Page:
ANSWER: In his three full seasons plus two games so far in 2020 – a total of 49 regular season games – T.J. Watt has nine games with multiple sacks. That breaks down into one game in 2017, three in 2018, four in 2019, and one so far in 2020. As for the best tandem of outside linebackers in franchise history, these are the ones, in my opinion, that are in the running for this mythical and arbitrary award (in chronological order): Mike Merriweather and Bryan Hinkle; Kevin Greene and Greg Lloyd; Joey Porter and Jason Gildon; James Harrison and LaMarr Woodley; and Bud Dupree and T.J. Watt. Admittedly, there are a lot of different ways to try to evaluate these tandems: best season, best tenure with the Steelers, best combination of skills/statistics; and the eye test.
In 1984, Merriweather and Hinkle combined for 20.5 sacks and five interceptions. In 2000, Porter and Gildon combined for 24 sacks, six forced fumbles, and five fumble recoveries; and then in 2002 the same tandem combined for 18 sacks, four interceptions, 14 passes defensed, two forced fumbles, and two fumble recoveries. In 2008, Harrison and Woodley combined for 27.5 sacks, two interceptions, five passes defensed, nine forced fumbles, and four fumble recoveries; and then in 2010 the same tandem combined for 20.5 sacks, four interceptions, 10 passes defensed, nine forced fumbles, and three fumble recoveries.
All of those tandems and all of those seasons were exceptional, but I'm going to go with Greene and Lloyd, because in 1994 both of them were voted first-team All-Pro after combining for 156 tackles, 24 sacks, six forced fumbles, and four fumble recoveries. That vote signified that the Steelers had the two best outside linebackers in football that season, and just to complete the picture future Hall of Famer Derrick Thomas was second-team All-Pro at outside linebacker in 1994. With none of the other Steelers tandems was there a season where both players voted first-team All-Pro. On that basis, I'm going with Greene and Lloyd, but each of those other tandems were a handful for opponents as well.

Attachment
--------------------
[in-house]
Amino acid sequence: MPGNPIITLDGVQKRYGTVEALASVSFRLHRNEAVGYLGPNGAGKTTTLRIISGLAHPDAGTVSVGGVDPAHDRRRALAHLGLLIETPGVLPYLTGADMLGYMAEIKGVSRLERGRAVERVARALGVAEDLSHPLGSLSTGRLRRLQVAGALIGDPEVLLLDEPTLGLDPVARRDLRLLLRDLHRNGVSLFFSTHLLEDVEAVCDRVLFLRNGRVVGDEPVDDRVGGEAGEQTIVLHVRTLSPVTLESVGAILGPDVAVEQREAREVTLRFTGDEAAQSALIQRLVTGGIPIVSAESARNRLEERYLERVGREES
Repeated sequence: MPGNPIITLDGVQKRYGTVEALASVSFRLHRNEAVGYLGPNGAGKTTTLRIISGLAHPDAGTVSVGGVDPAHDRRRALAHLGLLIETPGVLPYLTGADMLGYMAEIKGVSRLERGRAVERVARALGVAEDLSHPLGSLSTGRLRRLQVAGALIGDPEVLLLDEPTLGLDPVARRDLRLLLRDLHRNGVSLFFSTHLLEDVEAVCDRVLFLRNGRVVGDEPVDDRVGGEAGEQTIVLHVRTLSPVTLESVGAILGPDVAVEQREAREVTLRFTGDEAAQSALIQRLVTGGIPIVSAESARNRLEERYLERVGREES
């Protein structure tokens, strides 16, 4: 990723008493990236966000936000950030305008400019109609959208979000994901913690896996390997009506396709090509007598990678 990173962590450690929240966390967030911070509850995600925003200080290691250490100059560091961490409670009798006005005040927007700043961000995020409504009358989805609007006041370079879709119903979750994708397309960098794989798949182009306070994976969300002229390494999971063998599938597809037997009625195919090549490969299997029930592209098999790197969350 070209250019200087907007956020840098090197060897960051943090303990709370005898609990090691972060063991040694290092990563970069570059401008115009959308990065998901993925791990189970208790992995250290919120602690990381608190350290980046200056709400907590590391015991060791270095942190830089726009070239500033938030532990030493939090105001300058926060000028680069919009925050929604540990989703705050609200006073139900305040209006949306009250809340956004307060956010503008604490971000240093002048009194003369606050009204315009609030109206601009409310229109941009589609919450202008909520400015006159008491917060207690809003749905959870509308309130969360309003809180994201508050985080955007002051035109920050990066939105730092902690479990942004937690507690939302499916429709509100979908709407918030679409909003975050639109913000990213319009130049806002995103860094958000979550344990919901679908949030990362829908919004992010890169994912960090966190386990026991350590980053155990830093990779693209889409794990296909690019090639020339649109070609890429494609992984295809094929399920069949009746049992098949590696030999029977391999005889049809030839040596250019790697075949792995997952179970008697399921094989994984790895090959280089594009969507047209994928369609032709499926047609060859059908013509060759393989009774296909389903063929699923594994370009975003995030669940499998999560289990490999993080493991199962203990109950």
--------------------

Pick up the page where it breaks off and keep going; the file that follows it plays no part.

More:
JOE ASHER FROM TAMPA, FL: Chase Claypool's touchdown catch against the Broncos on Sunday was amazing. For a rookie who had no preseason, he seems to be adjusting well to the NFL. I also thought I saw Alex Highsmith on the field, and of course Kevin Dotson started at right guard. What did you think of those two performances, and did any other rookies see playing time last Sunday?
ANSWER: By all accounts Kevin Dotson played well in his first NFL start, and it also should be noted that he missed a decent amount of training camp with a knee injury. Alex Highsmith played 10 defensive snaps and 18 special teams snaps in the opener vs. the Giants and had one tackle on defense; and he played 11 defensive snaps and 21 special teams snaps against the Broncos and didn't show up on the stat sheet. Highsmith is still learning on the fly, but when he has been in the game during the first two weeks he doesn't appear to be a liability, which under these unique circumstances is a plus. The other rookie to see playing time against the Broncos was cornerback James Pierre, who was on the field for nine special teams snaps.
BRIAN TENNANT FROM WEST HAVEN, UT: When was the last time the Steelers had a wide receiver who, during his tenure, was considered one of the best in league, and, was a first-round draft pick?
ANSWER: "Considered one of the best in the league" is kind of a vague label, because it doesn't specify who is doing the considering and what level has to be attained by the player to be "considered" legitimately. But here are a couple of names for you, and you can decide: Lynn Swann was a first-round pick in 1974 and ended up in the Pro Football Hall of Fame; and Louis Lipps was a first-round pick in 1984 and was voted to the Pro Bowl in each of his first two seasons.
CHRIS ZAVADIL FROM FREMONT, NE: Are you hearing any league or fan reaction to the fake crowd noise? I understand trying to replicate an "atmosphere," but personally I would rather hear what's happening on the field.
ANSWER: I have a feeling the fake crowd noise will be continued as long as stadiums aren't permitted to operate at full capacity for two reasons: the fake crowd noise covers up a lot of the audibles and other calls players are making, and coaches like that because they don't want that kind of information going out over the national airwaves; and the artificial crowd noise can help camouflage some of the salty language that comes out of the mouths of players during the heat of the game.